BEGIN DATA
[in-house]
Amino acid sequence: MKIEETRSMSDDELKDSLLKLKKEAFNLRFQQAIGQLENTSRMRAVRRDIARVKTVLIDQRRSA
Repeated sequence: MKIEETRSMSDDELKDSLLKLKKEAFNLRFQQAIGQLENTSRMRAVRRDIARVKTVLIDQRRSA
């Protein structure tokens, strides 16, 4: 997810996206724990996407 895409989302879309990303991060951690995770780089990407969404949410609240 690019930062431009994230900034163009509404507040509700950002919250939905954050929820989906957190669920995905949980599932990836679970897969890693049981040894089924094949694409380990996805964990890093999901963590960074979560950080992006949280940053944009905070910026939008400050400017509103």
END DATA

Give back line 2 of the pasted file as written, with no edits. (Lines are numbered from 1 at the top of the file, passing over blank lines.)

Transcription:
Amino acid sequence: MKIEETRSMSDDELKDSLLKLKKEAFNLRFQQAIGQLENTSRMRAVRRDIARVKTVLIDQRRSA